Tuesday 18 September 2012

Mamata’s worry – to be or not to be!

Mamata even after heading the West Bengal government for months is acting like a leader of the opposition, and no different from the previous communist government. Bengal has not experienced any major change.

Mamata won’t serve India’s or Bengal’s interest by walking out of UPA. India needs reforms not populism. Since the UPA has shown no sign of getting cowed down, there’s speculation whether the Trinamool will decide to definitely exit the coalition or lend outside support. While Mamata is entitled to take a call either way, she should consider the political consequences. BJP and some other small parties are taunting her to quit for their own benefit. The last time she played tough on Prez polls, it backfired and she had to quietly backtrack. This time too, she will end up the loser. With 19 Trinamool Lok Sabha MPs, a cushion she provides for the UPA government; she is trying to use that to play ball. Both economic policy and Indo-Bangladesh ties have been affected by Mamta’s tantrums.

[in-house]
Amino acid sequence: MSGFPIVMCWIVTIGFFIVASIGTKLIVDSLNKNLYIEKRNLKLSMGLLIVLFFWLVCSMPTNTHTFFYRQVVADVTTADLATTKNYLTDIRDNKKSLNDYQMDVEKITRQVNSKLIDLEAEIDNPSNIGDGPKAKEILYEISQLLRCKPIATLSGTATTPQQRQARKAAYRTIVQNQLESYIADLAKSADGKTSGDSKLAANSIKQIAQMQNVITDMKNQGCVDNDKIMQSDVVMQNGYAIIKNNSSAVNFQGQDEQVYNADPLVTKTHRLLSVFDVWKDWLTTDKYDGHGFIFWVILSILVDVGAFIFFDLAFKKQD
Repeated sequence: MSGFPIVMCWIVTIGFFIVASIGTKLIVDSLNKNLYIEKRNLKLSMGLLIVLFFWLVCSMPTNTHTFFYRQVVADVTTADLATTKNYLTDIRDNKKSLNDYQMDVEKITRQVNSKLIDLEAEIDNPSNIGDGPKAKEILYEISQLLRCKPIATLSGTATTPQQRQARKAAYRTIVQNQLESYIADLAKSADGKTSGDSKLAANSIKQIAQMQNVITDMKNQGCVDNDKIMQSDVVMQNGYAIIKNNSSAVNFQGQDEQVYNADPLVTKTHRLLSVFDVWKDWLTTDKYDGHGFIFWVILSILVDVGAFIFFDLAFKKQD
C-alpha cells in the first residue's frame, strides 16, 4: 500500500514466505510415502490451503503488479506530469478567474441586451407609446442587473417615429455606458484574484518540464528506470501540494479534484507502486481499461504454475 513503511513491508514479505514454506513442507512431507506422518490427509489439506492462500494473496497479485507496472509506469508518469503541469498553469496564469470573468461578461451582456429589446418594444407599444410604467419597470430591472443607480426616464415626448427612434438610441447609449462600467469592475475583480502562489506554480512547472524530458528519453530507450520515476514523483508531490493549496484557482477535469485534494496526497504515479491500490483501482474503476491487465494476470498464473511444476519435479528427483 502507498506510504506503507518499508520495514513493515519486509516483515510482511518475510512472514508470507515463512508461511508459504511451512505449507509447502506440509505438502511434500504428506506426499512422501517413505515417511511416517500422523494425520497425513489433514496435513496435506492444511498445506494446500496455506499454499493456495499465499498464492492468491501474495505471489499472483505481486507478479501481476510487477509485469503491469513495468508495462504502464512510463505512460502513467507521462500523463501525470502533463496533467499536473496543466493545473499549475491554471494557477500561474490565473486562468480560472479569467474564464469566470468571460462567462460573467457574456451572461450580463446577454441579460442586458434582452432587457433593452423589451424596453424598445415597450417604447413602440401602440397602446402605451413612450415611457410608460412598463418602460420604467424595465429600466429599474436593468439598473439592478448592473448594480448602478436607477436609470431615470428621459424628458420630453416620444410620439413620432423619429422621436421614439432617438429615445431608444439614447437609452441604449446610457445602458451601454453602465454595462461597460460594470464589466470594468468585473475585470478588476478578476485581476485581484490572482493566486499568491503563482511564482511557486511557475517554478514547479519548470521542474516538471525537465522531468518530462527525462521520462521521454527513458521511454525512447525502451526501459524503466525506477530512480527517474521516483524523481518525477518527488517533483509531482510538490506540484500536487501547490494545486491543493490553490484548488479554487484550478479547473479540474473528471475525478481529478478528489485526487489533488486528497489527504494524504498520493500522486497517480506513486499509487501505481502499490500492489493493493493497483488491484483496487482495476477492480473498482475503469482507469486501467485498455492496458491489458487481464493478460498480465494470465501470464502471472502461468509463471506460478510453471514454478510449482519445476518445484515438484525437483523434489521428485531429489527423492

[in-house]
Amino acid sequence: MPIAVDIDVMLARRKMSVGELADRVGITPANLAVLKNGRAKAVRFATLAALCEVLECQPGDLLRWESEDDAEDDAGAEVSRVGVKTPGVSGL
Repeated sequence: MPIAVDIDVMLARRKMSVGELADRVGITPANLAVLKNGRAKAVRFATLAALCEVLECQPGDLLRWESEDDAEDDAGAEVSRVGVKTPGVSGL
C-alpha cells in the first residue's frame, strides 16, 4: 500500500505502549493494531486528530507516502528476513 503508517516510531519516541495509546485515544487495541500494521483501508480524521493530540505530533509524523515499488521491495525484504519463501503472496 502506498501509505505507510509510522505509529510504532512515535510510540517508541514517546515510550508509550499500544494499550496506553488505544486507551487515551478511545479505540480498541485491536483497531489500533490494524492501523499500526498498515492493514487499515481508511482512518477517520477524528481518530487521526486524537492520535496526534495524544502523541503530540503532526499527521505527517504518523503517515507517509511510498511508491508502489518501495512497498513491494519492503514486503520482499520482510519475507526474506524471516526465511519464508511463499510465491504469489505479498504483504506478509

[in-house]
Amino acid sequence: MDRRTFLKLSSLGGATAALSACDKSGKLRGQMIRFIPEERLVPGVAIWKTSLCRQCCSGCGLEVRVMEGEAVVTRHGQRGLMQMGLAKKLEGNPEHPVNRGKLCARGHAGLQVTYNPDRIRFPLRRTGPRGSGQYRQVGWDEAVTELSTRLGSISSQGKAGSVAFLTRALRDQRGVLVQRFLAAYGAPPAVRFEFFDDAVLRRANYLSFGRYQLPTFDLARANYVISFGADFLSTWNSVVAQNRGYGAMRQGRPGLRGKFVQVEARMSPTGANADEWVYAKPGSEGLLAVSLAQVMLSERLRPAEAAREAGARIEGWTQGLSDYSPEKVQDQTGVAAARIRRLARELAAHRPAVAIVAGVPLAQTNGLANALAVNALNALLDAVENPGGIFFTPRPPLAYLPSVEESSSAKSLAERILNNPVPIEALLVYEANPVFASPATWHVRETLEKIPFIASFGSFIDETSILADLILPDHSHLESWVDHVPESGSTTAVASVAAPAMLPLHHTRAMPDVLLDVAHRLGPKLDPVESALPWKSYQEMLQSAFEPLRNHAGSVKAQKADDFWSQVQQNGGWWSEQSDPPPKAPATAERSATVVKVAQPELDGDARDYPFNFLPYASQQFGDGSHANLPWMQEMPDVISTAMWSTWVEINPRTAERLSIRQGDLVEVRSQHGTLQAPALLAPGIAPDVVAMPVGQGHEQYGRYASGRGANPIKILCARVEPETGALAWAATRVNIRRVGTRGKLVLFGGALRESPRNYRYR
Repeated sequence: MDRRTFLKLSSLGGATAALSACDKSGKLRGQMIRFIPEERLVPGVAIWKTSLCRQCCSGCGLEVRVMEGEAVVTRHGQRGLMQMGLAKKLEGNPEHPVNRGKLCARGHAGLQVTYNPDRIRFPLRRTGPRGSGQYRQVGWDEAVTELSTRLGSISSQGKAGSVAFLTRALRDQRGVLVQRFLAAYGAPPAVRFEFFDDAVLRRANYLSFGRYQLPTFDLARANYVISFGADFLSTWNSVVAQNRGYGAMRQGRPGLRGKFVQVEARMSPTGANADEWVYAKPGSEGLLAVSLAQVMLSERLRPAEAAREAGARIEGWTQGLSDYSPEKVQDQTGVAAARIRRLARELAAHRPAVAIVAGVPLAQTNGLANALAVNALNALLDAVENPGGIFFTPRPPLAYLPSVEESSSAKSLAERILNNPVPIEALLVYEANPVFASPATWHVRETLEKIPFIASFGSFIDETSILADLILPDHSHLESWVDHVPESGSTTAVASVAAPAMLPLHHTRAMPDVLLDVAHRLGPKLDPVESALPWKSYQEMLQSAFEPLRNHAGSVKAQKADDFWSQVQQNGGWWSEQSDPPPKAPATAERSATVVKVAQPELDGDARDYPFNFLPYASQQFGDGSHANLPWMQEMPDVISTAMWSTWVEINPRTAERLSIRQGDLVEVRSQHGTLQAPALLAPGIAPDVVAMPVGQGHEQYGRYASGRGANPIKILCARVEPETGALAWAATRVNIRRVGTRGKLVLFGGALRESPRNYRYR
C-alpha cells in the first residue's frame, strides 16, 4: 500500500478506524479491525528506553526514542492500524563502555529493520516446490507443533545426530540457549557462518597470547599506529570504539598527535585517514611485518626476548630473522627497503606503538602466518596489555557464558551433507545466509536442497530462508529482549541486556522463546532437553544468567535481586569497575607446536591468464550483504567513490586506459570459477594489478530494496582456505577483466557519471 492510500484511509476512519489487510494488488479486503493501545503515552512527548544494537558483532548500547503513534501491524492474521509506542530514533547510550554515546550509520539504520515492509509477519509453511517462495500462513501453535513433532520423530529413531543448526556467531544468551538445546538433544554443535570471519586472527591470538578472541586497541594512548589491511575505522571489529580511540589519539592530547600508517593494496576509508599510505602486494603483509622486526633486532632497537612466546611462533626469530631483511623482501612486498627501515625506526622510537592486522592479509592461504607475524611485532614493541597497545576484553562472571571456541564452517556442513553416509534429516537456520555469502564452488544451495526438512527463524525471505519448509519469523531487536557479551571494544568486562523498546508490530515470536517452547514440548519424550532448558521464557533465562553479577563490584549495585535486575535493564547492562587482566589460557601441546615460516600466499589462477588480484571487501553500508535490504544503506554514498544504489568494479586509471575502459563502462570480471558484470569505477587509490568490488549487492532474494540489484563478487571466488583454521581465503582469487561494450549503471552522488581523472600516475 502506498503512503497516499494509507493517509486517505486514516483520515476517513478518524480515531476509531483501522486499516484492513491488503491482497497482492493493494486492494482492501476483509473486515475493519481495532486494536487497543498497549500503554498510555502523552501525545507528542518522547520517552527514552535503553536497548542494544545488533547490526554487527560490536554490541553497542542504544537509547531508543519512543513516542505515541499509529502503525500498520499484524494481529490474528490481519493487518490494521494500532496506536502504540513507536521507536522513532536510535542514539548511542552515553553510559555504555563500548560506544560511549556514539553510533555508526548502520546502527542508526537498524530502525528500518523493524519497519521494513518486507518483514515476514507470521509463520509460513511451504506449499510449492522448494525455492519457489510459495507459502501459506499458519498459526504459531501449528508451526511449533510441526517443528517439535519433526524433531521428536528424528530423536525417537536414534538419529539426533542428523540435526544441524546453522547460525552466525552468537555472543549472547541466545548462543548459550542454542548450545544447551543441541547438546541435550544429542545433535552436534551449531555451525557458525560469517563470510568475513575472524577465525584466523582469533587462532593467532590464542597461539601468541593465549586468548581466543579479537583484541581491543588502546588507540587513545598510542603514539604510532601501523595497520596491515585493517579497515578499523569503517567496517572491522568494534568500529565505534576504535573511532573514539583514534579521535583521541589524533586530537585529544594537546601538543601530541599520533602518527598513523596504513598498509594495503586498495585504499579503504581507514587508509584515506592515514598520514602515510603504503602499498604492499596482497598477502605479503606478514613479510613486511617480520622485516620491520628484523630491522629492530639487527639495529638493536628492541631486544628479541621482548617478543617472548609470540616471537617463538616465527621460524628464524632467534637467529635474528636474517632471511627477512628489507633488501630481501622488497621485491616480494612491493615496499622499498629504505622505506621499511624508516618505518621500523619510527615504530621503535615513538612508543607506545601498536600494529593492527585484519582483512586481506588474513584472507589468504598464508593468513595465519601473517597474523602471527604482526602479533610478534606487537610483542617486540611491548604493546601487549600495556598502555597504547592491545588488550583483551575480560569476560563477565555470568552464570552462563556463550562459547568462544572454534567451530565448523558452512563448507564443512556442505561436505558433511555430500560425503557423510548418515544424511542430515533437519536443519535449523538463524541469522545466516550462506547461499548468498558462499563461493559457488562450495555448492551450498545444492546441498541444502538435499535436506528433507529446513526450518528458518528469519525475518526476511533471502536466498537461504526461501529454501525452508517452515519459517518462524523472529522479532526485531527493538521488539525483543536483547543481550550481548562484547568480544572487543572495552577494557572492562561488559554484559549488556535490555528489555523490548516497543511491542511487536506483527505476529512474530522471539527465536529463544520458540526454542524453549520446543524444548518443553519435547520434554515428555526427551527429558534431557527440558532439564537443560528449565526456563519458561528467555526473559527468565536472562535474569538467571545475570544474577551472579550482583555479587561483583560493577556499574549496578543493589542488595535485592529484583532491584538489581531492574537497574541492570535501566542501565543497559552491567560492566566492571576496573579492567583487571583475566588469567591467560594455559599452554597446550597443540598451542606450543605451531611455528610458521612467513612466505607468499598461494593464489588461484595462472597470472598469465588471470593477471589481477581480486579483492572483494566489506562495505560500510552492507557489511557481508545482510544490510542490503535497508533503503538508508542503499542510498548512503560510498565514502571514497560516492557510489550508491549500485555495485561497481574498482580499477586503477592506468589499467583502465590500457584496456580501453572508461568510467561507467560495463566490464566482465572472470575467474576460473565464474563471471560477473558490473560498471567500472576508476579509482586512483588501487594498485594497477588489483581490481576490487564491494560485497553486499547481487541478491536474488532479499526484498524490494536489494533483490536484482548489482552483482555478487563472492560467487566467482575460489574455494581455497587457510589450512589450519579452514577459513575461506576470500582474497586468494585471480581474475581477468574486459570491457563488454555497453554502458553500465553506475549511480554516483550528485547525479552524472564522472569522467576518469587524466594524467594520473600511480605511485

Allies can express dissent, but it’s the government’s prerogative to push ahead with a decision. She should be mature and understand subsidies can’t be perpetual, and don’t help push fiscal consolidation.  Industrialisation cannot be fast-tracked for the country or especially Bengal without revamped land acquisition rules that reassure project planners – Tata’s Nano project shifted to Gujarat providing impetus to that state. And what did Bengal get?

Since UPA leave it up to states to decide whether they want FDI, Mamata’s opposition make little sense. Some states are progressive and smart enough to realize the gains – better farm incomes, cheaper prices, job creation. Why lose out because others like Mamata, Akilesh, etc aren’t smart enough or still believe in populism? And with 19 MPs support to the UPA, Mamata can’t think it gives her a veto power on the reform process. She should know she has a big state to run which was under communist rule for long. But hopes raised by Mamata’s rise to power, have been followed by disenchantment. The UPA may survive with or without Mamata, but can she afford to miss out on her clout in Delhi, which will help her in bargaining for an economic package for Bengal. Will her ministers easily agree to quit? Power makes one go against their master too!

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